A look under the hood of OpenID Connect:
- web and developer friendly, building upon OAuth 2.0 and JSON
- simple site registration functionality (the “Connect” part)
- works well on mobile phones (the “Artifact Binding” part)
- simple JSON-based claims model
- reuses claims definitions from existing Portable Contacts specification
- can achieve a range of security characteristics, spanning use cases from social networks to those needing higher levels of assurance
- modular specifications, so deployers need only implement the functionality their applications need.
The strength of the open standards is the ongoing scrutiny from a global community of supporters and skeptics. Progress depends on those with the “courage of the first draft.” Our special thanks go to OpenID Board members Mike Jones, Nat Sakimura, and John Bradley, together with Breno de Medeiros from Google and Chuck Mortimore from Salesforce: working group participants whose dedication and perspectives were critical to building consensus, closing the open issues, and setting the stage for OpenID’s next act.
Tags: connect, openid, spec
Posted at 5:54 pm on April 29, 2011 by John Bradley
IIW is rapidly approaching.
We plan to take advantage of face to face discussions on the around the next version of openID.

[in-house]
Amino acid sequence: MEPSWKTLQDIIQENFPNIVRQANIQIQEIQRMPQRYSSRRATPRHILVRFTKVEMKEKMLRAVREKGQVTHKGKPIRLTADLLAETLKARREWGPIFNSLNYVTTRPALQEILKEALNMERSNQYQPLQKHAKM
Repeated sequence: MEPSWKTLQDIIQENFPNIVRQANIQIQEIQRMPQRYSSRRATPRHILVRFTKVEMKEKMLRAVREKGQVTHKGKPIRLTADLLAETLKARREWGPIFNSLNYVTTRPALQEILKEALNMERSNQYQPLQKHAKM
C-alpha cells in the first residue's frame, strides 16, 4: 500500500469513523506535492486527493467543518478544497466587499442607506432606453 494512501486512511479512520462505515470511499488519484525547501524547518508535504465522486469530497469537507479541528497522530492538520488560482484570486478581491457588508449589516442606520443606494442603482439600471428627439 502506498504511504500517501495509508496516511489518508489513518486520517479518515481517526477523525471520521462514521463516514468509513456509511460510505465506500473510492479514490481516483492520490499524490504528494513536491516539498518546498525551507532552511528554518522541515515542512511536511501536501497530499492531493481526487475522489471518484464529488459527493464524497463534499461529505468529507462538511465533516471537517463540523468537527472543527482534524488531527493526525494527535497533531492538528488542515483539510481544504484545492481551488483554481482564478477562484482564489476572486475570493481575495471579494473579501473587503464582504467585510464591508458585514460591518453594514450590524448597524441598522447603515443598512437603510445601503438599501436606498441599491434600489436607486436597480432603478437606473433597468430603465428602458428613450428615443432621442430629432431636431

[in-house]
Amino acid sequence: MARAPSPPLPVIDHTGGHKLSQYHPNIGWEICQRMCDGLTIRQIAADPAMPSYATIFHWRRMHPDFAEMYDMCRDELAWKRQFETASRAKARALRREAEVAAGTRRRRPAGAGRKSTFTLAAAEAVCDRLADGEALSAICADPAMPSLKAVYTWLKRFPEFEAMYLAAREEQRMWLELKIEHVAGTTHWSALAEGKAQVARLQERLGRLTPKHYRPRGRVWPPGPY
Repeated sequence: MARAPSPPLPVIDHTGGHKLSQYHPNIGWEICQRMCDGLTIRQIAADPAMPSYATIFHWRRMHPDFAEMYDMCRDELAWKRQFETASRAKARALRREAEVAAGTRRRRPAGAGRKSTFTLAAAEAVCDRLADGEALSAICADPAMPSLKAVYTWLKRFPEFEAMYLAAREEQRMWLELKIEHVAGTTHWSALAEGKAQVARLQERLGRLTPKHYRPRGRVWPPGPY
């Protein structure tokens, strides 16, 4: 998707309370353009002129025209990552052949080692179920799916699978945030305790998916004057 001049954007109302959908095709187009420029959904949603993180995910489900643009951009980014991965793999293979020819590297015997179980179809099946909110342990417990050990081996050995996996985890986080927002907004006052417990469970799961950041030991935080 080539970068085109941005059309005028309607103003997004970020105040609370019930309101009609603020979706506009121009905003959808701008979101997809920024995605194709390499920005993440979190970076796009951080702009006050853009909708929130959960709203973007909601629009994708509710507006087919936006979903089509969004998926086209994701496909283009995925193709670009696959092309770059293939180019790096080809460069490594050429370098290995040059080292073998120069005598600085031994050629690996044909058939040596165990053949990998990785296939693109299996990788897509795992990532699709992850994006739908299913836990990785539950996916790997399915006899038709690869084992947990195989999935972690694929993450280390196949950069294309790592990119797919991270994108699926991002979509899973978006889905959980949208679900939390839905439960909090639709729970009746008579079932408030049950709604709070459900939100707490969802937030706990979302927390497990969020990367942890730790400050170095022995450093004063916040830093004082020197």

For those attending and others I want to point to the various potions of the spec work so that people have that in hand for IIW.
One of the changes from openID 2.0 is that the new specification is more modular.
The following diagram illustrates the components and links to the specs:
(Click on the diagram to see each specifications.)
Everything is built on top of OAuth 2.0 and the Bearer Token Profile of OAuth.
We are supporting multiple OAuth Flows for different device types.
The heart of OpenID Connect is the Core spec that describes the abstract protocol.
We have created bindings for several of the OAuth
- Artifact, a optimized flow for mobile devices that have URL length limitations.
- Web App/Code Grant, a strait forward and simple binding for web servers.
- Smart Client, a binding for Smart user agents (in development)
JSON Web Token is used by Core. It has Four parts:
Discovery of user identifiers such as email for URI is performed by a profile of Simple Web Discovery
Session Management is currently a separate spec, however it may be folded into Core.
Revised: Core 1.0d03 incorporates the session management endpoints and eliminates some duplication.
We are hoping to use our face 2 face time around IIW to resolve some of the outstanding issues:
- Claimed ID type. We have two proposals, one for a single URL and another for a two part identifier where the user_ID and the IdP/OP identifier are separate.
- An extension for PAPE/Authentication Context. This will be required for government and other higher security applications.
- A formal spec for the User Info Endpoint and defining the base attribute schema.
- Defining how other extensions can be added.
- Defining a syntax for requesting sets of claims from trusted sources.
We will be producing a implementers guide to make it easier for people to build clients without having to wade through all of the separate specs.
Expect an update after IIW in May.
Tags: abc, attribute, authentication, authorization, claims, connect, distributed, openid, specification, technology